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The threat status of endemic Atlantic Forest trees

Periodic Reporting for period 1 - THREAT (The threat status of endemic Atlantic Forest trees)

Reporting period: 2018-08-01 to 2020-07-31

We face a global biodiversity crisis, with species extinctions representing one of the most drastic impacts of man on Earth. Thus, actions to protect species from extinction are urgently needed, particularly in tropical forests, home to the largest part of Earth’s biodiversity. The first step is to identify which species are currently threatened with extinction. Known as “red listing”, species are categorized according to their risk of extinction, which are then used to monitor biodiversity and to prioritize conservation actions. Therefore, “red listing” efforts are crucial for our society, by providing the basic knowledge to help to avoid a sixth mass extinction caused by man.
The central goal of the project THREAT is the assessment of the conservation status of all endemic tree species occurring in the Atlantic Forest biodiversity hotspot in South America, home to thousands of tree species. The project asked and answered the following questions: How many tree species occur in the Atlantic Forest? How many of them are endemic? How many are threatened? What can we do and where to conserve them? The project also aimed at creating awareness among the general public about issues related to species extinction.
The project compiled over 3 million herbarium records and over 1 million tree inventory records for the tree species occurring in the Atlantic Forest from multiple sources. This information was combined with time series of forest cover maps to calculate the loss of habitat for the Atlantic Forest tree species. Altogether, this allowed us to generate the species threat assessments based on multiple IUCN criteria, that make use of estimates of population decline (criteria A and C), geographic range (criterion B) and small populations (criteria C and D).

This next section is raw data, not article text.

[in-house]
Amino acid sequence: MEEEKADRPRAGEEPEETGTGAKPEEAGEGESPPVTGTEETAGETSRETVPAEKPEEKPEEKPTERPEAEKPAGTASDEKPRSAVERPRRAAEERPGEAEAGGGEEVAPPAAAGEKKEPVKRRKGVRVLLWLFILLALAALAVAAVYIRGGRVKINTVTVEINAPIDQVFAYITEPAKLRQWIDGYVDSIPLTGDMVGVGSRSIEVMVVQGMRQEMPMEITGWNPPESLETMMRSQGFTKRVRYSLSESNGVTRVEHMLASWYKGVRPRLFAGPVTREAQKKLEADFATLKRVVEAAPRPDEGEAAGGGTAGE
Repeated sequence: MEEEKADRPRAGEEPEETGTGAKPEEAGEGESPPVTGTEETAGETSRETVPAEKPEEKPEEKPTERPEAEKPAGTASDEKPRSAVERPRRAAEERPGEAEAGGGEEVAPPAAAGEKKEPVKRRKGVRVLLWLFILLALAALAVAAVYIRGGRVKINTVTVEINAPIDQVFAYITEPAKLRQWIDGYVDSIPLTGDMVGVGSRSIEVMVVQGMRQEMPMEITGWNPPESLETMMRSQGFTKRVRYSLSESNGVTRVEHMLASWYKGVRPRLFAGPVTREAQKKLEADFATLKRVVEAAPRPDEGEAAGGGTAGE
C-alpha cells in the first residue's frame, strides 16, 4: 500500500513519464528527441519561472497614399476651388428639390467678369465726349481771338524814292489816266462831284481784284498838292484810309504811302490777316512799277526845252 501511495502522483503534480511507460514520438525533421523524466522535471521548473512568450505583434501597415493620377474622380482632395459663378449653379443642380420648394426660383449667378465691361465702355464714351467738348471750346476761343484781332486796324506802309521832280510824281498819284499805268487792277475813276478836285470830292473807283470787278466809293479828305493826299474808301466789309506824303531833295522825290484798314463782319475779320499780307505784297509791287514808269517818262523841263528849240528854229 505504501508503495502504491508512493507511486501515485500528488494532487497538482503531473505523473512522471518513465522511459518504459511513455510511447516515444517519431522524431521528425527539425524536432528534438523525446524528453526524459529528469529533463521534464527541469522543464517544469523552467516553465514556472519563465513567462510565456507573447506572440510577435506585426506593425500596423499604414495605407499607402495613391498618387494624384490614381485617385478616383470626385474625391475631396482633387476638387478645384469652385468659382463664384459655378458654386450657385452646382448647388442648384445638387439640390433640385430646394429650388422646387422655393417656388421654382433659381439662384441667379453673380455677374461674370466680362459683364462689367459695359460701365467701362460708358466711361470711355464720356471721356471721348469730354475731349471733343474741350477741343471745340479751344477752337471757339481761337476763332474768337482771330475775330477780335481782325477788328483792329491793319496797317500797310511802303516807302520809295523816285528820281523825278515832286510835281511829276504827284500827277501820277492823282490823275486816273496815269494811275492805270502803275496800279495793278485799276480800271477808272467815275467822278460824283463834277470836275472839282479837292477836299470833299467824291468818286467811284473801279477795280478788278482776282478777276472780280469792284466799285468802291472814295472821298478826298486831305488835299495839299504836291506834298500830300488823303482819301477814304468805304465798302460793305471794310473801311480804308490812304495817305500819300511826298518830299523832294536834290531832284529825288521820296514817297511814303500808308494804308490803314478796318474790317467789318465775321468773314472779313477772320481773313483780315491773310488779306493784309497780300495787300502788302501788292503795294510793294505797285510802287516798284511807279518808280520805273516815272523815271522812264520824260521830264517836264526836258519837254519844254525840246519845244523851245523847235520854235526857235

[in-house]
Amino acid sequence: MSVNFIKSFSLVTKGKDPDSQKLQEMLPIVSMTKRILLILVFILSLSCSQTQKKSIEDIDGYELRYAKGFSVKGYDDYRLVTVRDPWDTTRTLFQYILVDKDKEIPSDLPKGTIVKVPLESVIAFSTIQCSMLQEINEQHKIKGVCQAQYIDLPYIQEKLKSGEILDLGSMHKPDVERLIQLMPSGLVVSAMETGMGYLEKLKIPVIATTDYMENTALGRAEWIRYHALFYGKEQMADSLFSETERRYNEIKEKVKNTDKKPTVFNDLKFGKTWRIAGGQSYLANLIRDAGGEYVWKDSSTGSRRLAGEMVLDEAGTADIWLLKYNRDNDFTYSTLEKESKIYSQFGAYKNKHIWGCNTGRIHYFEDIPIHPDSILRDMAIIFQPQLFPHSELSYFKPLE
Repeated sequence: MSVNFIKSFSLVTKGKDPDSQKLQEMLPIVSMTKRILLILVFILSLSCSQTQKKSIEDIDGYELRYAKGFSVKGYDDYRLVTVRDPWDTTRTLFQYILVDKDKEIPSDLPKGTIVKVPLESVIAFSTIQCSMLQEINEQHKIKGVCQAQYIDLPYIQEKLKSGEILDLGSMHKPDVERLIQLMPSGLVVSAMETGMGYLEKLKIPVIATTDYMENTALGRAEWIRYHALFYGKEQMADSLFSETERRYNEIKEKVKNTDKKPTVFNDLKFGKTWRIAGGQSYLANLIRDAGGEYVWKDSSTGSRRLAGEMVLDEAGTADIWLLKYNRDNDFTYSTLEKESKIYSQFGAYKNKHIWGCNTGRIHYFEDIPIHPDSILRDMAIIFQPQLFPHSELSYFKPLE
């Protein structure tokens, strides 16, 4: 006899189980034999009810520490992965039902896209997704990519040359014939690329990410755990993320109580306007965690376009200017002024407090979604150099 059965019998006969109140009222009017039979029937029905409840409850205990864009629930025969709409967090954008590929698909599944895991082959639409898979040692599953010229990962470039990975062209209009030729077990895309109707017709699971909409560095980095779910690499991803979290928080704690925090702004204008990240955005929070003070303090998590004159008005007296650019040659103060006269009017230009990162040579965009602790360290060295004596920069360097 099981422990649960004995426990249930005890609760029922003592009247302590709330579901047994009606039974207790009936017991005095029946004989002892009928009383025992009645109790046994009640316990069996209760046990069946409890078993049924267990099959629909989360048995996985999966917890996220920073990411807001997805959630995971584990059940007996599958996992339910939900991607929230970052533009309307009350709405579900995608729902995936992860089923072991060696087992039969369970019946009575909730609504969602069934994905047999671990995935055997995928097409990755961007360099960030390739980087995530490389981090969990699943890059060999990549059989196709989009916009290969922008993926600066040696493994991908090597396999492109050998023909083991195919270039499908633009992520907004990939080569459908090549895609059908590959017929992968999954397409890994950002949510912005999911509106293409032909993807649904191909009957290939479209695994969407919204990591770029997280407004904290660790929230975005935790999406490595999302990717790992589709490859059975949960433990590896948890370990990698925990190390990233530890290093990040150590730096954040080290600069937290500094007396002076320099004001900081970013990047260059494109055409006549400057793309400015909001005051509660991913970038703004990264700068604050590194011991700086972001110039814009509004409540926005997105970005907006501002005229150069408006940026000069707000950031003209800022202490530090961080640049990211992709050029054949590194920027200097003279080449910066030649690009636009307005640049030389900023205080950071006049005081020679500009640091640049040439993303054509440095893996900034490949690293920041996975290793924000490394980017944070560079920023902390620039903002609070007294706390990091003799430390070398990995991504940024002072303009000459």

As its main results, the project updated 20% of the accepted list of species occurring in the Atlantic Forest and to quantify the endemism ratio of tree species for this global biodiversity hotspot, which was found to be 45%. The project also delivered new conservation assessments for nearly 3000 species, 55% of which are global. Five species that were previously considered as extinct or extinct in the wild were rediscovered and 21 species were classified as critically endangered and possibly extinct.
Besides the generation of scientific publications and conferences, all information generated by the project is or will be made public, so that it can be useful for planning conservation locally and for future scientific studies. All assessments and associated information will be transmitted to CNCFlora, the red list agency responsible for species assessments in Brazil.
The project developed some new approaches on how to detect endemic species from regional biotas, manage species records from biological collections and implement multiple IUCN criteria for assessing the threat status of thousands of species simultaneously. These approaches are/will be published in scientific studies so that other researchers can apply them in other parts of the world or using other groups of plants or animals.
The project resulted in the development of two open-access, open-source computer programs in R language, a widely used free software environment. These programs will allow users to manage species records from biological collections, and to perform automated IUCN conservation assessments using multiple criteria.
Inside the Atlantic Forest
The Lowland Atlantic Forest
The Montane Atlantic Forest from above